During national prohibition’s early years repeal seemed impossible; the Constitution requires a three-quarters majority of the states to pass an amendment or to overturn one. But through the determination of states’ rights advocates, such as William Slayton, founder of AAPA, former senator James Wadsworth, John Raskob, the Du Pont brothers, and Pauline Sabin’s WONPAR, public opinion gradually shifted toward modification of Volstead or outright repeal of the Eighteenth Amendment. The speakeasies flourishing in every American city proved that many people agreed with journalist H.L. Mencken’s, description of prohibition as “Boobus Americanus trying to enforce its morals on a sophisticated society.”
By 1928 the labels wet and dry became obligatory for national political figures. The Democrats that year nominated New York’s soaking wet governor, Alfred E. Smith, who lost to dry Republican Herbert Hoover. But the prohibition issue had turned a corner by becoming an issue between presidential candidates.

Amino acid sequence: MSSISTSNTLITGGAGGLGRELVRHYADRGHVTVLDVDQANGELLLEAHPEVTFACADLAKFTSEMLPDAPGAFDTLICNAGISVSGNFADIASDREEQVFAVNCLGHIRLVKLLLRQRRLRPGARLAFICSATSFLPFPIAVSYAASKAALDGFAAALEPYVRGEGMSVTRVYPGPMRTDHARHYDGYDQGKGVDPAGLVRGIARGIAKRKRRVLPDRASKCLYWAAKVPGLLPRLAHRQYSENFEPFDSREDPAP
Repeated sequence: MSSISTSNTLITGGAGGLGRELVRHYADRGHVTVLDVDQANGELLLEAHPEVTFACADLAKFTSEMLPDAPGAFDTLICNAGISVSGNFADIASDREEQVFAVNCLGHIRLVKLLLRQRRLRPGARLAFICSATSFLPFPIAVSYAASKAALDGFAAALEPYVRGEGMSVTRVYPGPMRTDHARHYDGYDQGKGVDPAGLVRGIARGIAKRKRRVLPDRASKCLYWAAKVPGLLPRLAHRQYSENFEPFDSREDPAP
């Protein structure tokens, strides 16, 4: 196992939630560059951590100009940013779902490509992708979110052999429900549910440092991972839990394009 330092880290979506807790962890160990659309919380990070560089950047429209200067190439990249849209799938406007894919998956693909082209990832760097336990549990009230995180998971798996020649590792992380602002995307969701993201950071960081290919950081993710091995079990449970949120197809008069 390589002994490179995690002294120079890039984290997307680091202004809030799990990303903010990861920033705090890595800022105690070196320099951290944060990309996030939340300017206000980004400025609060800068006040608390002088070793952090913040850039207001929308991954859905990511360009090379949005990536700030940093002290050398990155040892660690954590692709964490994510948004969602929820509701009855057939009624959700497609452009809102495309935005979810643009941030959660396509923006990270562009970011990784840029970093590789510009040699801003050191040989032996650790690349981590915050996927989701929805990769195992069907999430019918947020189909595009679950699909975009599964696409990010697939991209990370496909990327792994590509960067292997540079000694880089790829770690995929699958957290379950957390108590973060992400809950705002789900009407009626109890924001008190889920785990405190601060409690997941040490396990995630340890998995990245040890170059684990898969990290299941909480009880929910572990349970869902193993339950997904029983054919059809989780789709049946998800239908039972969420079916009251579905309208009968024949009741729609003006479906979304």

Four years later, in 1932, with WONPAR hammering away at the home and children theme, and AAPA stressing both their original states’ rights versus federal power arguement and the new depression issue of job creation through repeal, the impossible became possible. The complete shift of public opinion and the backing of the President-elect, Franklin D. Roosevelt, allowed a repeal amendment to make its way through the lame-duck Congress in early 1933.